After decades of political pressure and persuasion, industrial hemp, defined as cannabis with a THC of less than 3 percent by weight, was finally descheduled in the 2018 Farm Bill that Congress sent to President Donald Trump’s desk on Wednesday night. Trump is expected to sign the bill next week. While a lengthy regulatory process still lies ahead, the cannabis industry is on the whole excited about the new growth possibilities CBD legalization allows, not just for their industry, but also for farmers and medical researchers.
Cannabis has two primary active ingredients: Cannabidiol (CBD) and THC. CBD does not make people feel “stoned” the way THC does. Instead, it has numerous health benefits for a range of medical conditions, including arthritis, chronic pain, and epilepsy. Newly legal “industrial hemp” will not be much good for getting stoned high, but it could add increased vigor to the economy.
“With hemp and all of its derivatives officially removed from the controlled substances act, CBD moves from a legal gray area into the light,” said Bethany Gomez, director of research at the Brightfield Group, a market research firm specializing in cannabis.
“That legal gray area has kept the industry small and fragmented–this shift will allow for CBD to make its way to the shelves of larger scale, mainstream distribution channels and pave the way for the large mainstream consumer packaged goods companies in industries like drinks, beauty, pet, skin care and tobacco to develop CBD products and capitalize on this emerging industry.”
Legal uncertainty has meant that the commercial cannabis industry has been largely developed by small firms. Now, major food, beverage, and drug companies are expected to move into the market. Many in the industry are predicting a coming wave of lotions, cosmetics, and foods containing CBD, which could be a $22 billion market. They believe that growth in CBD-related products may happen even faster than growth in sales of marijuana itself.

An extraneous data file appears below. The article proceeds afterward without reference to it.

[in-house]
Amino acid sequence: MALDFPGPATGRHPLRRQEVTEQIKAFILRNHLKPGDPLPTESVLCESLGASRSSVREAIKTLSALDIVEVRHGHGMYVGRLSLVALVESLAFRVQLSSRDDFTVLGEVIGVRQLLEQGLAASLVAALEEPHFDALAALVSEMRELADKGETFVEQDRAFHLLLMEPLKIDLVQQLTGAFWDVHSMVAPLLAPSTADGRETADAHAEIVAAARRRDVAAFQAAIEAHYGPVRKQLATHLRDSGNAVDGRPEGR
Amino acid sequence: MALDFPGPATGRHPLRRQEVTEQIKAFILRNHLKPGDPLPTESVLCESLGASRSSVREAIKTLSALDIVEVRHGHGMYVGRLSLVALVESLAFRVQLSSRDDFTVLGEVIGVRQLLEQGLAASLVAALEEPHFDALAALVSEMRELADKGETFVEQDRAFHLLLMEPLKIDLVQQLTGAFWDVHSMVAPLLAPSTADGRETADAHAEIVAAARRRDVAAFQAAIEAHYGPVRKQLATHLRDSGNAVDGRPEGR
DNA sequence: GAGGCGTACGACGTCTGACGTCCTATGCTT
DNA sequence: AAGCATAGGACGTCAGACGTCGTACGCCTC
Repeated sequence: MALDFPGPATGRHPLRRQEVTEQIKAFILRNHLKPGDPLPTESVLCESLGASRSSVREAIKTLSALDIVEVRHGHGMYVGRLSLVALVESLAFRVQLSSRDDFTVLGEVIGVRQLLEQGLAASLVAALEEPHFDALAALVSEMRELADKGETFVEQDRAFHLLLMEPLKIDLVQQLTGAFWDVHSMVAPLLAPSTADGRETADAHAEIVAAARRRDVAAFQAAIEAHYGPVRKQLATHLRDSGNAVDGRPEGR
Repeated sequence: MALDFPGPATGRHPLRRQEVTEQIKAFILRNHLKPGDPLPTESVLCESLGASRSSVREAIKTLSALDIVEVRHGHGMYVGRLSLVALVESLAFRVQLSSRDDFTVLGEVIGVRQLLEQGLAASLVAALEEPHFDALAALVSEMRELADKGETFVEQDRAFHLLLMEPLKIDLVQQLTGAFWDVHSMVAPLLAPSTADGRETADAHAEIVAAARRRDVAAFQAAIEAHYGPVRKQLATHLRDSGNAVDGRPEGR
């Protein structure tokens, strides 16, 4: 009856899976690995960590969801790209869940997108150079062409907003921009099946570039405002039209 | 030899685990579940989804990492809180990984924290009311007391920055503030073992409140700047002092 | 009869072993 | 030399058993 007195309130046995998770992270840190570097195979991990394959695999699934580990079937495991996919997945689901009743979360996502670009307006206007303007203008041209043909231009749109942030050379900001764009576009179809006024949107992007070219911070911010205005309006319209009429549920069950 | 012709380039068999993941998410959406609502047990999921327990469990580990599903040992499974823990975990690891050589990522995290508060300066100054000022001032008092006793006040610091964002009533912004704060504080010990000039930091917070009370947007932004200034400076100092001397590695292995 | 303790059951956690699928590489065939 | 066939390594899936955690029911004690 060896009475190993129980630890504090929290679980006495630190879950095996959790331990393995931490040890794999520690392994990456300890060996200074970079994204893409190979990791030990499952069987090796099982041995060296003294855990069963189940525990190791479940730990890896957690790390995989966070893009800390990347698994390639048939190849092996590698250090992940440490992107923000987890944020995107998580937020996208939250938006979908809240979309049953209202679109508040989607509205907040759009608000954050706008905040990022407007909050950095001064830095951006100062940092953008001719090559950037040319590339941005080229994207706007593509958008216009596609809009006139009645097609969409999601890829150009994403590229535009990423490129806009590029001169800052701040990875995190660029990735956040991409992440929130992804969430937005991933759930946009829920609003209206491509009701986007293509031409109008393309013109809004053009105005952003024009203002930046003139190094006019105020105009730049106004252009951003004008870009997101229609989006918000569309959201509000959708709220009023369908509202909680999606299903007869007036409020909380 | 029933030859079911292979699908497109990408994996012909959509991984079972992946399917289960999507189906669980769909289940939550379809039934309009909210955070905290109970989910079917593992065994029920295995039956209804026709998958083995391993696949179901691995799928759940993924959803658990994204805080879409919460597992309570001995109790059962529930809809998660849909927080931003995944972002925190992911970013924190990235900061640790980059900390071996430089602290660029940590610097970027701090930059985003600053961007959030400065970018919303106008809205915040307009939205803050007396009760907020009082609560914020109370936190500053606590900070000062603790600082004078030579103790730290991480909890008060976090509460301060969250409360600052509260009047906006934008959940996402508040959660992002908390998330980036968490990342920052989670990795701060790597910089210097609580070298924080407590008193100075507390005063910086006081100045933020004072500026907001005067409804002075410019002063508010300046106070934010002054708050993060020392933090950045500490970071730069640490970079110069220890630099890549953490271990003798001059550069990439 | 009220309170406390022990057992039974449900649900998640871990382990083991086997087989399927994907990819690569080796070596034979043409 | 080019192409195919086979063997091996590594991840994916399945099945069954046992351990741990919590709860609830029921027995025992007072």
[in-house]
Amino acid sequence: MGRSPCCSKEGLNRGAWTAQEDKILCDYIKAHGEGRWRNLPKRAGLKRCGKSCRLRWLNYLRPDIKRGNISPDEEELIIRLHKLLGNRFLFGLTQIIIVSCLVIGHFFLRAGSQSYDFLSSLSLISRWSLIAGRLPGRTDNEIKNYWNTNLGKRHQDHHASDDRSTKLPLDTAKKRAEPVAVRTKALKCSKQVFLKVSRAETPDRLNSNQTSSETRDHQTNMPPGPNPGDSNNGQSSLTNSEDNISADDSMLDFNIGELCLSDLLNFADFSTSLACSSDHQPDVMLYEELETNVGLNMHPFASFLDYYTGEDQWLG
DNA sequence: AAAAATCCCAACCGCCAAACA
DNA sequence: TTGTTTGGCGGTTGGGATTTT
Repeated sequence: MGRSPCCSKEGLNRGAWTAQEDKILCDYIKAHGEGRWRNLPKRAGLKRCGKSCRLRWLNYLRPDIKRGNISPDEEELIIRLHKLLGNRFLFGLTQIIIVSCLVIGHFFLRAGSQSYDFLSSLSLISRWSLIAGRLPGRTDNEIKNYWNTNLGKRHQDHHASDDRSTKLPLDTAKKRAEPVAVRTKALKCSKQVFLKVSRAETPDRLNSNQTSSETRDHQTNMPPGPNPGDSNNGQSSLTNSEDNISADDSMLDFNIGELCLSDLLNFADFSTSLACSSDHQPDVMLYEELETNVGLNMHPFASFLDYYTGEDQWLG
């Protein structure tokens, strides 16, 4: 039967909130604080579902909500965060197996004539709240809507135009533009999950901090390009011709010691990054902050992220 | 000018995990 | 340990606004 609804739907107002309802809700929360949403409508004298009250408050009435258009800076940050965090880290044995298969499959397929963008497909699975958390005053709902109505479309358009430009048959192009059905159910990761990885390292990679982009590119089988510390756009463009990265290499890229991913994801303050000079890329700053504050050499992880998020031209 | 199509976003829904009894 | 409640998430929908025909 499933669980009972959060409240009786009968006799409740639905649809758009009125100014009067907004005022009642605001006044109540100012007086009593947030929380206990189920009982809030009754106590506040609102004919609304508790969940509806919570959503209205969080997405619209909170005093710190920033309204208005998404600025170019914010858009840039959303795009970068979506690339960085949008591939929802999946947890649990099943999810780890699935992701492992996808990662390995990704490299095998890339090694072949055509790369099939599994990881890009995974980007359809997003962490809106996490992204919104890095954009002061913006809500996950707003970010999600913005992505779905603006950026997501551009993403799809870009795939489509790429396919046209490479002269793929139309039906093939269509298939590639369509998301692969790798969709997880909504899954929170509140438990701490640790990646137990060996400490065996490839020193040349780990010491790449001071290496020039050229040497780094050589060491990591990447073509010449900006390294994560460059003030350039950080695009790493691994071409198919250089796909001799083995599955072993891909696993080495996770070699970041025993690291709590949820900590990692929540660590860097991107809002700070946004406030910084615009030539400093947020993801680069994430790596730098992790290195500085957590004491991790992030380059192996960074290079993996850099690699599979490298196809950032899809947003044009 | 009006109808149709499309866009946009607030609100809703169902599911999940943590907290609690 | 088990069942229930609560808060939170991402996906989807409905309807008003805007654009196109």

On a more practical level, the farm bill will make it easier for cannabis businesses to access capital. As long as hemp was considered illegal under federal law, businesses were unable to acquire accounts and loans from FDIC certified banks and to have their stock listed on domestic stock exchanges. All of this is about to change.
“[The Farm Bill] will likely allow U.S. hemp companies to list on senior U.S. stock exchanges, where previously, we have seen some hemp companies limiting their listing to Canadian exchanges,” says Khurram Malik, CEO of Biome Grow, a cannabis conglomerate based in Canada.
With additional capital, companies will find it easier to expand, either into new geographic markets or new product lines. All of this is a boon for consumers. It may also be a new market for American farmers, who have been feeling the pain of low commodities prices in recent years.
“By treating hemp as just another commodity, it gives farmers an opportunity to be part of a growing economy as new markets develop for hemp to be used as paper, cloth, building materials, plastic, and bio-fuel. This could be a real shot in the arm for struggling farm families,” said Barry Grissom, a senior vice president at Electrum Partners, a cannabis business advisory firm.
In fact, providing a new cash crop for Kentucky farmers was one of the major reasons why Senate Majority Leader Mitch McConnell became a staunch supporter of hemp legalization. On Thursday, McConnell even spoke on the Senate floor about how the pro-hemp provision would benefit farmers in his home state.